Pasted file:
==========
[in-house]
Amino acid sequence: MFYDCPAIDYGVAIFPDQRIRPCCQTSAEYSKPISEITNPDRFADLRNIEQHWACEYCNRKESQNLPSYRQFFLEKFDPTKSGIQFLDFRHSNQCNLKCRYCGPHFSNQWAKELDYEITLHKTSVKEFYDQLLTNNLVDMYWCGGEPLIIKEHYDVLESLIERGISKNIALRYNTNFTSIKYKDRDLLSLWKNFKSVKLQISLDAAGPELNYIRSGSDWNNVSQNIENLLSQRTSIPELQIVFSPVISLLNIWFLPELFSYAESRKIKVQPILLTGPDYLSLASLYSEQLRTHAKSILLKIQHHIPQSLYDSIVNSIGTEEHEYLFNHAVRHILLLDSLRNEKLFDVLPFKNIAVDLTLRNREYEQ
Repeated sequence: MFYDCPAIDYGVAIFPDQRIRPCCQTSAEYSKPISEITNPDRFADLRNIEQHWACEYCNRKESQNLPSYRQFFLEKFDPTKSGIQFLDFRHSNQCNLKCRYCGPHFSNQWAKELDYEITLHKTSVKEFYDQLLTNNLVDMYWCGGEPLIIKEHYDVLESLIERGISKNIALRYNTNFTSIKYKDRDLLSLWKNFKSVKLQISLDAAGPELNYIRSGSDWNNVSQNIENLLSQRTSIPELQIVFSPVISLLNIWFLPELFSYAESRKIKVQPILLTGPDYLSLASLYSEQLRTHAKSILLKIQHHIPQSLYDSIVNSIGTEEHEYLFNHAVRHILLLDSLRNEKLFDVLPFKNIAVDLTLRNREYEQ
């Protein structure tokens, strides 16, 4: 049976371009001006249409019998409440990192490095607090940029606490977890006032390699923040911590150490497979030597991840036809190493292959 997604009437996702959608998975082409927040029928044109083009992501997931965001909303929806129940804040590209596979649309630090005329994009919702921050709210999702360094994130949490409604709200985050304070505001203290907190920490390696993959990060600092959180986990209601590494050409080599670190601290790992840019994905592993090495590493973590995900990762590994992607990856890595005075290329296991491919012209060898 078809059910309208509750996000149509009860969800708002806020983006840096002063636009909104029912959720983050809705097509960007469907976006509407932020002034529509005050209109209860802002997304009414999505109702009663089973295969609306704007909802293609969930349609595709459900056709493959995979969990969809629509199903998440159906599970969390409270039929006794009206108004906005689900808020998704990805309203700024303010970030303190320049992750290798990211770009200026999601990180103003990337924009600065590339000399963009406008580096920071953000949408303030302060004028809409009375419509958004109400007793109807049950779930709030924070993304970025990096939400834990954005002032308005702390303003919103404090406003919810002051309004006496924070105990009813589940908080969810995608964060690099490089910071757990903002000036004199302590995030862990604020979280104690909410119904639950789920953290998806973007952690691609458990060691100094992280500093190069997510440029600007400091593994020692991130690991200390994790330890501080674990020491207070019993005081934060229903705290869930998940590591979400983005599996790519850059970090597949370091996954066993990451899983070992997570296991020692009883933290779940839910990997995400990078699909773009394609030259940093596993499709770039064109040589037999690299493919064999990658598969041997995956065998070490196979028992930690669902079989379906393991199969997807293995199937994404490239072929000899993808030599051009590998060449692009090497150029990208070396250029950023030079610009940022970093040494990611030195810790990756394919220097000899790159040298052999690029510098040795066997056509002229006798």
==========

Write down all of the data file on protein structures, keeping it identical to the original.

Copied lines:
[in-house]
Amino acid sequence: MFYDCPAIDYGVAIFPDQRIRPCCQTSAEYSKPISEITNPDRFADLRNIEQHWACEYCNRKESQNLPSYRQFFLEKFDPTKSGIQFLDFRHSNQCNLKCRYCGPHFSNQWAKELDYEITLHKTSVKEFYDQLLTNNLVDMYWCGGEPLIIKEHYDVLESLIERGISKNIALRYNTNFTSIKYKDRDLLSLWKNFKSVKLQISLDAAGPELNYIRSGSDWNNVSQNIENLLSQRTSIPELQIVFSPVISLLNIWFLPELFSYAESRKIKVQPILLTGPDYLSLASLYSEQLRTHAKSILLKIQHHIPQSLYDSIVNSIGTEEHEYLFNHAVRHILLLDSLRNEKLFDVLPFKNIAVDLTLRNREYEQ
Repeated sequence: MFYDCPAIDYGVAIFPDQRIRPCCQTSAEYSKPISEITNPDRFADLRNIEQHWACEYCNRKESQNLPSYRQFFLEKFDPTKSGIQFLDFRHSNQCNLKCRYCGPHFSNQWAKELDYEITLHKTSVKEFYDQLLTNNLVDMYWCGGEPLIIKEHYDVLESLIERGISKNIALRYNTNFTSIKYKDRDLLSLWKNFKSVKLQISLDAAGPELNYIRSGSDWNNVSQNIENLLSQRTSIPELQIVFSPVISLLNIWFLPELFSYAESRKIKVQPILLTGPDYLSLASLYSEQLRTHAKSILLKIQHHIPQSLYDSIVNSIGTEEHEYLFNHAVRHILLLDSLRNEKLFDVLPFKNIAVDLTLRNREYEQ
């Protein structure tokens, strides 16, 4: 049976371009001006249409019998409440990192490095607090940029606490977890006032390699923040911590150490497979030597991840036809190493292959 997604009437996702959608998975082409927040029928044109083009992501997931965001909303929806129940804040590209596979649309630090005329994009919702921050709210999702360094994130949490409604709200985050304070505001203290907190920490390696993959990060600092959180986990209601590494050409080599670190601290790992840019994905592993090495590493973590995900990762590994992607990856890595005075290329296991491919012209060898 078809059910309208509750996000149509009860969800708002806020983006840096002063636009909104029912959720983050809705097509960007469907976006509407932020002034529509005050209109209860802002997304009414999505109702009663089973295969609306704007909802293609969930349609595709459900056709493959995979969990969809629509199903998440159906599970969390409270039929006794009206108004906005689900808020998704990805309203700024303010970030303190320049992750290798990211770009200026999601990180103003990337924009600065590339000399963009406008580096920071953000949408303030302060004028809409009375419509958004109400007793109807049950779930709030924070993304970025990096939400834990954005002032308005702390303003919103404090406003919810002051309004006496924070105990009813589940908080969810995608964060690099490089910071757990903002000036004199302590995030862990604020979280104690909410119904639950789920953290998806973007952690691609458990060691100094992280500093190069997510440029600007400091593994020692991130690991200390994790330890501080674990020491207070019993005081934060229903705290869930998940590591979400983005599996790519850059970090597949370091996954066993990451899983070992997570296991020692009883933290779940839910990997995400990078699909773009394609030259940093596993499709770039064109040589037999690299493919064999990658598969041997995956065998070490196979028992930690669902079989379906393991199969997807293995199937994404490239072929000899993808030599051009590998060449692009090497150029990208070396250029950023030079610009940022970093040494990611030195810790990756394919220097000899790159040298052999690029510098040795066997056509002229006798």